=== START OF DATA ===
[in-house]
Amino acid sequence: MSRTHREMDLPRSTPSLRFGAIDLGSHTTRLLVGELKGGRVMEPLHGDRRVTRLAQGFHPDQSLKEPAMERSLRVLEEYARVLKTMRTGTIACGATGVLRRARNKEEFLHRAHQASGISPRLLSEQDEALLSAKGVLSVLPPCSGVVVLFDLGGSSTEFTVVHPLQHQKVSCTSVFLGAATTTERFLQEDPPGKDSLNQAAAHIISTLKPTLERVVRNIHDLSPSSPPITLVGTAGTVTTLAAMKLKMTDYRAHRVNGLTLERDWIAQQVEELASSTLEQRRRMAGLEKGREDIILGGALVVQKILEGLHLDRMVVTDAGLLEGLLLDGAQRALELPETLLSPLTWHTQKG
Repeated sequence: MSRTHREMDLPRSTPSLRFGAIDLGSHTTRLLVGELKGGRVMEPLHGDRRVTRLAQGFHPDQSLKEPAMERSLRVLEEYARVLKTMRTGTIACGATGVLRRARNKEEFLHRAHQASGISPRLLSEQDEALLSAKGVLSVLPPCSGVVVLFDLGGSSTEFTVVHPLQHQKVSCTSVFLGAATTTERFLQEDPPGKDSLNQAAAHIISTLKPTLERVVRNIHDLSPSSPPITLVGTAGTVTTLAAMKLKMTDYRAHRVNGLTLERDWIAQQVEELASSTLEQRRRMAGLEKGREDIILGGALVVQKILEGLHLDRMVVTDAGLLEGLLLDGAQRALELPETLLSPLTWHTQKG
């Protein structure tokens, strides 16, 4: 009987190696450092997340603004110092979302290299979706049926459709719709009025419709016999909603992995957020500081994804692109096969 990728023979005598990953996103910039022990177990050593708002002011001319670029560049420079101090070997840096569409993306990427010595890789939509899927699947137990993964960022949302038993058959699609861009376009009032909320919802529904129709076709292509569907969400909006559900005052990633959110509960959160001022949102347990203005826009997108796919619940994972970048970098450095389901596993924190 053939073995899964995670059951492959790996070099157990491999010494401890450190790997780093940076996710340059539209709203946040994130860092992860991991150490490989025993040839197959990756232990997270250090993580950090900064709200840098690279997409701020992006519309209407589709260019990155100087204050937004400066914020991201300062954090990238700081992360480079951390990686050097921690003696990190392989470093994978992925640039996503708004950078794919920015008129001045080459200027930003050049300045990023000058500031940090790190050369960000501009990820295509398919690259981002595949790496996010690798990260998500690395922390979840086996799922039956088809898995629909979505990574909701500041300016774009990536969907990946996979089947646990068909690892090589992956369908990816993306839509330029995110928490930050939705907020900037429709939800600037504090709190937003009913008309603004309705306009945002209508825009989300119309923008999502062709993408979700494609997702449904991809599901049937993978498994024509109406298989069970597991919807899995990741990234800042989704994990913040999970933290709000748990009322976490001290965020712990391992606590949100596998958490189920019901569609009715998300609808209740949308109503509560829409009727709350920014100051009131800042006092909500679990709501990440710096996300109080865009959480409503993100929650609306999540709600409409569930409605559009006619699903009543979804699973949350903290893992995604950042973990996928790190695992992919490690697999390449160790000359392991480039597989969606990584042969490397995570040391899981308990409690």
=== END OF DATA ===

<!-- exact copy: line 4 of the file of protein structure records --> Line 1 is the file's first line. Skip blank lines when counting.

């Protein structure tokens, strides 16, 4: 009987190696450092997340603004110092979302290299979706049926459709719709009025419709016999909603992995957020500081994804692109096969 990728023979005598990953996103910039022990177990050593708002002011001319670029560049420079101090070997840096569409993306990427010595890789939509899927699947137990993964960022949302038993058959699609861009376009009032909320919802529904129709076709292509569907969400909006559900005052990633959110509960959160001022949102347990203005826009997108796919619940994972970048970098450095389901596993924190 053939073995899964995670059951492959790996070099157990491999010494401890450190790997780093940076996710340059539209709203946040994130860092992860991991150490490989025993040839197959990756232990997270250090993580950090900064709200840098690279997409701020992006519309209407589709260019990155100087204050937004400066914020991201300062954090990238700081992360480079951390990686050097921690003696990190392989470093994978992925640039996503708004950078794919920015008129001045080459200027930003050049300045990023000058500031940090790190050369960000501009990820295509398919690259981002595949790496996010690798990260998500690395922390979840086996799922039956088809898995629909979505990574909701500041300016774009990536969907990946996979089947646990068909690892090589992956369908990816993306839509330029995110928490930050939705907020900037429709939800600037504090709190937003009913008309603004309705306009945002209508825009989300119309923008999502062709993408979700494609997702449904991809599901049937993978498994024509109406298989069970597991919807899995990741990234800042989704994990913040999970933290709000748990009322976490001290965020712990391992606590949100596998958490189920019901569609009715998300609808209740949308109503509560829409009727709350920014100051009131800042006092909500679990709501990440710096996300109080865009959480409503993100929650609306999540709600409409569930409605559009006619699903009543979804699973949350903290893992995604950042973990996928790190695992992919490690697999390449160790000359392991480039597989969606990584042969490397995570040391899981308990409690």